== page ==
Thesis submitted December 2016. Abstract below.
Natural gas is a troublesome and ‘wayward’ material (Bridge, 2004; 396). Amongst other qualities, it is invisible, intangible, naturally odorless, highly inflammable, and constantly resistant to the forces that contain it. This thesis provides an account of how these qualities both introduce a series of insecurities to everyday social environments, and also make it a challenging material to govern. Specifically, I examine the way that security is performed around gas circulations in the UK’s transmission and distribution pipelines, and I describe how a range of specialised security practices have been developed according to the particular challenges that gas’s materiality presents.
In developing this account, I make two claims. First, I argue that performances of security cannot be adequately understood without attending to the specific qualities of the circulating elements around which it is practiced. Here I develop upon Dillon’s (1996) observation that security has tended to be treated as a noun that is independent of the elements that it is practiced in relation to. As a consequence, it has typically been framed as a broadly transferrable set of practices that can be more-or-less unproblematically applied to very different elements. I suggest that this abstraction has resulted in the further reduction of security into two broad practices: acts of circulatory filtration (in which risky elements are separated from flows of safe bodies, materials and things), and acts of circulatory maintenance (whereby security is performed by ensuring the continuity of particular circulations). It is my contention in this thesis that security scholars need to pay better attention to the ways in which the specific material qualities of circulating elements are generative of particular forms of securing practice. Indeed, by examining the way that security is performed around gas, I describe a series of practices that far exceed those described in accounts that present security as a matter of circulatory filtration or maintenance.
My second claim is that the spaces and scales at which security is analysed need to be expanded. I demonstrate how the critical security studies and energy security literatures have both tended to focus on security’s practice within particular nodes, at the exclusion of the performances of security (and forms of insecurity) that develop across the journeys of circulating elements; as they move between nodes. Indeed, I suggest that circulation has often been reduced in these accounts to thin, straight, and featureless lines that are largely inconsequential for performances of security. I seek to trouble this reduction, following gas as it travels through the UK gas transport infrastructures, tracing the various forms of (in)security that develop across these journeys.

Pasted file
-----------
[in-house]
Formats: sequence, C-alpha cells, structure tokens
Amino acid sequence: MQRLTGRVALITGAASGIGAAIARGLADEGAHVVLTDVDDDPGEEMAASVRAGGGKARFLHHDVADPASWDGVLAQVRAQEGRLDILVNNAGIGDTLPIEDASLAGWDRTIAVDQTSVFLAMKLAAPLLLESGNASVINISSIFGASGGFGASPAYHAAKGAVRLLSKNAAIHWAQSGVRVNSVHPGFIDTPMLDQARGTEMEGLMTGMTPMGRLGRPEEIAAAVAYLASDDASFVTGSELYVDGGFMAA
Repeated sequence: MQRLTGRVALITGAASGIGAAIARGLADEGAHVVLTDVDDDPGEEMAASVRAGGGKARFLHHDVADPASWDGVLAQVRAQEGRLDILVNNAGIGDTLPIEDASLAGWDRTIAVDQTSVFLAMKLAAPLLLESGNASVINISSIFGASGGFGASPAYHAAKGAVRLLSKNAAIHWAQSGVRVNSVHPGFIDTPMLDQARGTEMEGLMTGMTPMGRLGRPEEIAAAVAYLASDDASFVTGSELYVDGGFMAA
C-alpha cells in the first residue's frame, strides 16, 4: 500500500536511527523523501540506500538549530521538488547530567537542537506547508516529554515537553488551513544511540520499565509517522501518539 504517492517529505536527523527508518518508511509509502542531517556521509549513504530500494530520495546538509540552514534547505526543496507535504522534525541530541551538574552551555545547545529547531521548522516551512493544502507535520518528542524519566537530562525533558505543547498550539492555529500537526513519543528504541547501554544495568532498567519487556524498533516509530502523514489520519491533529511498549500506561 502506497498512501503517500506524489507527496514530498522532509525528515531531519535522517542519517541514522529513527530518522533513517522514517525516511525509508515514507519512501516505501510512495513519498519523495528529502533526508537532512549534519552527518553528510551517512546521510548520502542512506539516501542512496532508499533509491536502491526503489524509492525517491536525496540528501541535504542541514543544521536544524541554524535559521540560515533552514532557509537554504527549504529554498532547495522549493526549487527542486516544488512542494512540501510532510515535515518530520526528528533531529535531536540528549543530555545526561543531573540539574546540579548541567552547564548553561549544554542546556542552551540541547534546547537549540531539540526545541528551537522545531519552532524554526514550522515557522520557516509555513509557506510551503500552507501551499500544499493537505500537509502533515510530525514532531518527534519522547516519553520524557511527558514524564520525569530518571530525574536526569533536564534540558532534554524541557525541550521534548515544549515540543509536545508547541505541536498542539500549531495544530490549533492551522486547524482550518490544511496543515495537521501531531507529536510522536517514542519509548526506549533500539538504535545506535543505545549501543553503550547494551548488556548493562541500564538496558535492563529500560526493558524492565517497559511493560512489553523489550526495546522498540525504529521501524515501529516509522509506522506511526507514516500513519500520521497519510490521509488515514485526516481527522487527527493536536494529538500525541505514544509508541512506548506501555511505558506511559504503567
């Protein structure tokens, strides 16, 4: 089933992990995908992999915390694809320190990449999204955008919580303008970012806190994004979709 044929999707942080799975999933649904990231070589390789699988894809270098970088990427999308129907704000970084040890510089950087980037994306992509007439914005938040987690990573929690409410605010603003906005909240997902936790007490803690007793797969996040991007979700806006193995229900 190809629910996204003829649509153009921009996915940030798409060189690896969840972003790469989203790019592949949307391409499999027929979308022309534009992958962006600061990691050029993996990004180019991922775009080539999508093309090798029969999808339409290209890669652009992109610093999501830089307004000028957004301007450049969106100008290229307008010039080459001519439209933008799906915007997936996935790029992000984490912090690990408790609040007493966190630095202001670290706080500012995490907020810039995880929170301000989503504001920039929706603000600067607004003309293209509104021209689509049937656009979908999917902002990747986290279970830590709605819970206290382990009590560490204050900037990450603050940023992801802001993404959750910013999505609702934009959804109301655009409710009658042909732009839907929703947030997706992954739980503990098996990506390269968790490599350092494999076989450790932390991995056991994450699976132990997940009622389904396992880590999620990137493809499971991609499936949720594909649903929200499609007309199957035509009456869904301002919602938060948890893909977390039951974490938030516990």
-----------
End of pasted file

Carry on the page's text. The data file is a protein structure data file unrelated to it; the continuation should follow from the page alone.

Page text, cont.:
As a consequence of these two claims, security takes quite a different form in this account to its various depictions in the existing security literatures. I describe it as consisting of a series of ontological projects that are enacted across the lengths and breadths of gas’s circulations, and through which the material reality of natural gas is constantly (re)organised in attempts to facilitate, ‘compensate for’, and ‘cancel out’ particular kinds of perceived potential phenomena (Foucault, 2007; 36). Significantly, these performances are shown to be structured, or ‘programmed’ (Latour, 1991), through the coming together of multiple interests that pertain to a variety of heterogeneous actors and manifold referent objects. Different interests are shown to come together across gas’s journeys, and to undergo ongoing processes of negotiation that result in a variety of security performances, through which different imperatives are pursued. As such, I suggest that gas becomes ‘modulated’ (Deleuze, 1992) – it is constantly transformed from moment to moment, across the full duration of its circulatory journeys.